In response to both these letters, some have argued that, "well, if we can't have these plans, what can we have?  At least they do something to help the schools."  Quite so. Criticizing these "choice" plans does not totally solve our public school problems.  We still need to come up with an improvement that will work.  Once we focus on that, though, I think we will see the need for a national school system.

Peter Dodington

Nov. 4, 2017

 

 

 

 

 

 

 

 

 

 

6May/170

The Fallacy of “Choice” in Public Education

 

One of the arguments one often hears for the privatization of public education is that we ought to have a “choice” as to what kinds of schools we attend.  In a world where, it is said, there is so much choice already, such as on the internet, why should we have to put up with this “one size fits all” government-run school system?  “Choice” is an American right, they say; it is what makes us “exceptional.”  We should naturally have the right, then, to choose from several different kinds of education for our children, such as charter schools, voucher plans, home schooling, religious schools, etc.

But this view doesn’t make sense.  It ignores the distinction between public and private programs.  “Choice” is a valid concept for a private, market-based transaction, such as when you are buying a new pair of shoes, but does not have a similar validity in a public program like public education.  The whole point of a public program is that we are making a collective project; we are sharing our resources so that we can produce something better than what we could do individually.  In that shared, government-run program, the concept of “choice” will never have the importance that it has in a private transaction.  How this works in public education is fairly clear.

If you get to choose something, and so have a “choice,” you also get to pay for it.  Why would anyone else pay for it?  It’s your decision; you are getting the benefit from it.  So if we really did have “choice” for individuals in public education, what would that mean?  Can you, alone, afford to build a school?  Or a gym, or labs, or hire a calculus teacher? Schools are expensive, like fire engines, power plants, and other things we collectively pay for through public programs.  If we want to treat them like simple consumer goods, like shoes, and so have complete “choice” over how we buy them, we would then also have to pay for them all by ourselves, and so would have to settle for a much lower level of quality.

If we want good schools, we need the help of other taxpayers.  But once you involve these other people you are going to have to let them in, so to speak, on the project. If it’s a cooperative effort, the choices have to be made cooperatively, not individually.  There is no way around this.  Of course we would all like to be able to afford our own private way of educating our children, and the “choice” that goes with this, but most of us can’t afford it.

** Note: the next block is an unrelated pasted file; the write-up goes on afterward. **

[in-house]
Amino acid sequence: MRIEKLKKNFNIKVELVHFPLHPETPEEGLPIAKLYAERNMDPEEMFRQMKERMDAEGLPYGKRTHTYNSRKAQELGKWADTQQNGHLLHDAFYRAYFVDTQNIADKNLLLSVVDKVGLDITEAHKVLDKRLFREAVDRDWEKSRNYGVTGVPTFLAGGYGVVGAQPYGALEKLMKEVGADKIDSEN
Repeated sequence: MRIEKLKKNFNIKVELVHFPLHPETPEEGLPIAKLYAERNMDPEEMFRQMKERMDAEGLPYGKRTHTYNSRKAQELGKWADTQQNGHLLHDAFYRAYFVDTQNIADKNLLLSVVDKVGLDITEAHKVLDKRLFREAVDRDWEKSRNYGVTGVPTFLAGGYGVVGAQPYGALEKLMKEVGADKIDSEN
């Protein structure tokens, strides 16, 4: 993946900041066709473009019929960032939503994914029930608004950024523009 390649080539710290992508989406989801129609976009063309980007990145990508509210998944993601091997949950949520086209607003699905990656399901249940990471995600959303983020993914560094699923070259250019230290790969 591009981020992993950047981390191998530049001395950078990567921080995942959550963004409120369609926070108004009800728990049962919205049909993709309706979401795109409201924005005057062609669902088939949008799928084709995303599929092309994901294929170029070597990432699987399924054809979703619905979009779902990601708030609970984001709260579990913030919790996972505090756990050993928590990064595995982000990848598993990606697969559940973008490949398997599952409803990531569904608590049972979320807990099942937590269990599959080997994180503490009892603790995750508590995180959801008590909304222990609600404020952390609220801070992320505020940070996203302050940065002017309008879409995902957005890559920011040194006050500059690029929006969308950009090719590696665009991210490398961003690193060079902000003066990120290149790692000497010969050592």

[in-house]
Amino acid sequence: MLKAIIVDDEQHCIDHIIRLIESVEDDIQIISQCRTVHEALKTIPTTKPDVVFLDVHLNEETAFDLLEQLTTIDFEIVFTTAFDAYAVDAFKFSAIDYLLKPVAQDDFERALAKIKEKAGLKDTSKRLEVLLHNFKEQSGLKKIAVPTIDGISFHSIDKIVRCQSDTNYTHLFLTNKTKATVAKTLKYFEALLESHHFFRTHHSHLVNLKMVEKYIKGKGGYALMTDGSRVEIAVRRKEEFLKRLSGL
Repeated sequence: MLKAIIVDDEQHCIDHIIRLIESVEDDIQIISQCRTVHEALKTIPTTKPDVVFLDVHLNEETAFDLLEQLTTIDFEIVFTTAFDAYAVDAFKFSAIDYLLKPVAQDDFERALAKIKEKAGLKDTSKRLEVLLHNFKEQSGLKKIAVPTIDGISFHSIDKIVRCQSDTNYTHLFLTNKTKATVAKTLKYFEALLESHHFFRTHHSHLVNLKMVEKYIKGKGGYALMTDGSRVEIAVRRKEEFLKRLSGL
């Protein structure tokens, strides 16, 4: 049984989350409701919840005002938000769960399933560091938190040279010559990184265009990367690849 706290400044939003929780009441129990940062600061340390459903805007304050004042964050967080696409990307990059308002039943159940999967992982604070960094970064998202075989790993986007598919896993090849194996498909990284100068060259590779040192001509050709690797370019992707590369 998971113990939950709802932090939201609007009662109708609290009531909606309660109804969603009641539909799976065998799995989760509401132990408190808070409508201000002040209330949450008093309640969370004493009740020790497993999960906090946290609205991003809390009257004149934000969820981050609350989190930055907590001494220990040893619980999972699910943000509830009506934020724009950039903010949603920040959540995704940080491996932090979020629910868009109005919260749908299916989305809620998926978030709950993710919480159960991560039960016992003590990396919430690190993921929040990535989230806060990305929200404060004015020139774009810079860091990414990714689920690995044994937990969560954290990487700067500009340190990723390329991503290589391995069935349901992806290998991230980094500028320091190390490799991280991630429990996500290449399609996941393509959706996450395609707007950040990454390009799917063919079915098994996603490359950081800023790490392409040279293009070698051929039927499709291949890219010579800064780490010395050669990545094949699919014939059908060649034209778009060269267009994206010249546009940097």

The whole concept is illogical.  Who is, after all, making this choice?  Obviously, the parents of the children involved.  It’s not a “choice” for the general public, but for the parents with school-aged children.  But who is paying for these schools?  Parents only make up a quarter of our taxpayers.  By far the main supporters of the public schools are the non-parent general public.  So why don’t they get a “choice” about how to spend their money?  Why is a quarter of the population allowed to choose what they want, but the rest of us don’t?  It might make sense for the parents to have “choice” if, in fact, the parents were paying the full cost of the schools, but they aren’t.  The whole concept, then, is illogical and unstable, and the general public will eventually refuse to support it.

Furthermore, we like collective projects.  Let’s look at a middle-school playground, the source of much wisdom.  There, the lonely kid standing off by himself has the “choice” of what game to play that day.  He is free to choose.  Great.  But all the rest of the kids, the ones in the games and other collective activities, no longer have that “choice.”  They have already agreed to play by the rules of the game they are playing, and that’s fine with them.  They don’t have “choice;” they have collective, shared action.  They are doing something together with each other and that is more fun than being alone and having total “choice”.

Collective, shared activities produce better outcomes and are more enjoyable.  But once you are in them, you don’t get “choice.”  You have to abide by the collective decisions that were made when the program was set up. We did “choose” the public school system, a long time ago, and we chose the government to run it.  It didn’t just happen; people voted for it, since it was a good way to share the costs with the entire population and so produce a much better education for our children.  And, yes, that decision does limit how much free choice we now have in that system, but it is well worth it.   The collective, shared benefits far outweigh the value of any individual “choice.”

Peter Dodington

May 6, 2017